Russian freight train, source: Russian Railways

Lithuania imposes more traffic restrictions on Kaliningrad despite second thoughts

Russian freight train. Source: Russian Railways

The Lithuanian customs have imposed a ban on the transit of Russian cement, alcohol and other products on their way to Kaliningrad by rail. The restrictions came into force on Sunday, 10 July, after a lengthy consultation period with the European Union. Is there still space for the decision to change?

The ban came into force after the expiry of the transitional period provided for in the fifth package of the European Union’s (EU) restrictive measures against Russia. This is the second round of restrictions imposed by Lithuania on Kaliningrad transit. On 17 June, the Baltic state banned the rail transit of steel and ferrous metals to the Russian exclave. In response, Russia threatened to retaliate, accusing Lithuania of breaking international agreements.

Reversing the decision or not?

After Moscow’s initial response, Lithuania and the European Union entered a consultation round to see whether implementing such restrictions was indeed violating international agreements or not. EU and Lithuanian officials feared that the situation would escalate the relations with Russia and even lead to an armed confrontation. Their main concern was that the guidelines that Brussels provided on the sanctions’ implementation were unclear and could lead to misunderstandings.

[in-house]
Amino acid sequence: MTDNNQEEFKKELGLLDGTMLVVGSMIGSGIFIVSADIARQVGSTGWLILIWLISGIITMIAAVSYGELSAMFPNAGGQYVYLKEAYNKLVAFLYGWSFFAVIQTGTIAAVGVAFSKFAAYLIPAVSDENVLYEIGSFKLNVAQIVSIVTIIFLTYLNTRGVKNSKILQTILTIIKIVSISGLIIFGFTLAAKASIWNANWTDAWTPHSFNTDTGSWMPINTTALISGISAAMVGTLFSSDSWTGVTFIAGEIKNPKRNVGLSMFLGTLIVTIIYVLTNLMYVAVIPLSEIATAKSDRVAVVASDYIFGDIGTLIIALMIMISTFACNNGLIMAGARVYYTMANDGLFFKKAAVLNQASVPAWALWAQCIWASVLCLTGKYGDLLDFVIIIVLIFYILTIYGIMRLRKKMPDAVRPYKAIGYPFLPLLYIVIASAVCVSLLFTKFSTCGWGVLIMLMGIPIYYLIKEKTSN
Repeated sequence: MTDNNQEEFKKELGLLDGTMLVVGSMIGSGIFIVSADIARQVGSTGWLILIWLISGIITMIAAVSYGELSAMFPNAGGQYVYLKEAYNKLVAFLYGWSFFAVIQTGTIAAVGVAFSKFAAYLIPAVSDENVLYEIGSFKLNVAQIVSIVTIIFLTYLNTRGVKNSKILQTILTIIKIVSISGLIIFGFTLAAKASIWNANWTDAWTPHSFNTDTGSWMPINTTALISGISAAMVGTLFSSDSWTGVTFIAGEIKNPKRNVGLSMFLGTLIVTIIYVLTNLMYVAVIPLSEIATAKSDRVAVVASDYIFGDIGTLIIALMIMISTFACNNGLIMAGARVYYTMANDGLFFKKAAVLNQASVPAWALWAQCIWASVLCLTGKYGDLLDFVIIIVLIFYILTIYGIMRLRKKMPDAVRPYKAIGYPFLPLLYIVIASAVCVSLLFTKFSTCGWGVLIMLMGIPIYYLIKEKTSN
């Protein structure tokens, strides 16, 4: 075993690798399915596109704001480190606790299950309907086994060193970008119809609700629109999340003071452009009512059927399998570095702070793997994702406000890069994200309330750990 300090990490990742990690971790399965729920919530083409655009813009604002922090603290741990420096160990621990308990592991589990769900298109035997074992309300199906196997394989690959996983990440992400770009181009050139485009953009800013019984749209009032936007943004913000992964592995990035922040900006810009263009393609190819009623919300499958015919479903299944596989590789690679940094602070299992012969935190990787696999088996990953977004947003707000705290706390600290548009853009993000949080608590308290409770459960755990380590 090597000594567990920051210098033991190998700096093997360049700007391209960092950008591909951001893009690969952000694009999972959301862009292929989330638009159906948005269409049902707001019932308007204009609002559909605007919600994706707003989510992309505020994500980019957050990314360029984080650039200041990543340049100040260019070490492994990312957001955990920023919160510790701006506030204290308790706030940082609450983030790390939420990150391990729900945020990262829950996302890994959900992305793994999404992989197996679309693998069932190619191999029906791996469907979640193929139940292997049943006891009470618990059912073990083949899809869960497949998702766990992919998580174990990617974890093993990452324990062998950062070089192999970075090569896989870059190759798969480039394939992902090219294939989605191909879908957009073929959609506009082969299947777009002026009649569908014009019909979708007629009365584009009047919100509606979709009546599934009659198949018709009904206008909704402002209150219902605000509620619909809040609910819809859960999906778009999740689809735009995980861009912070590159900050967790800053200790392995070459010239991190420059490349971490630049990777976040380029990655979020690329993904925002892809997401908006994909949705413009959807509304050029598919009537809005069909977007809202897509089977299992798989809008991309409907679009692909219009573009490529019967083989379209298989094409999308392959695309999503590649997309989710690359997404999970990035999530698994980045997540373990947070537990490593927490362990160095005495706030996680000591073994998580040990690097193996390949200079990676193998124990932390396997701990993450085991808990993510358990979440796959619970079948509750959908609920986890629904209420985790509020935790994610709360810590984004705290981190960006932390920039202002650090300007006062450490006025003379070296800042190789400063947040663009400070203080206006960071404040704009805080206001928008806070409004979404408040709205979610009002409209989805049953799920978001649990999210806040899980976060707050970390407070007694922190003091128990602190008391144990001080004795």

Despite Russia’s allegations, Lithuania’s position to impose sanctions was firm. It was the EU mainly trying to find some common ground with Russia facing a “compromise or stand-off” dilemma. Indeed various officials even pushed toward reversing the initial ban, with Germany leading the “anti-block” lobby. Reuters had reported that Brussels would come up with the final decision on the matter on 10 July. However, on this date, Lithuania banned more goods, proving in practice that probably the sanctions could not be reversed.

“Sanctions are being implemented according to the regulation adopted by the EU and the assessments of the European Commission, and in consultation with the EU executives,” said the Lithuanian Customs. According to them, further restrictions came into force after assessing the situation with Brussels and checking the legitimacy of the sanctions.

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Author: Nikos Papatolios

Nikos Papatolios is editor of RailFreight.com, the online magazine for rail freight professionals.

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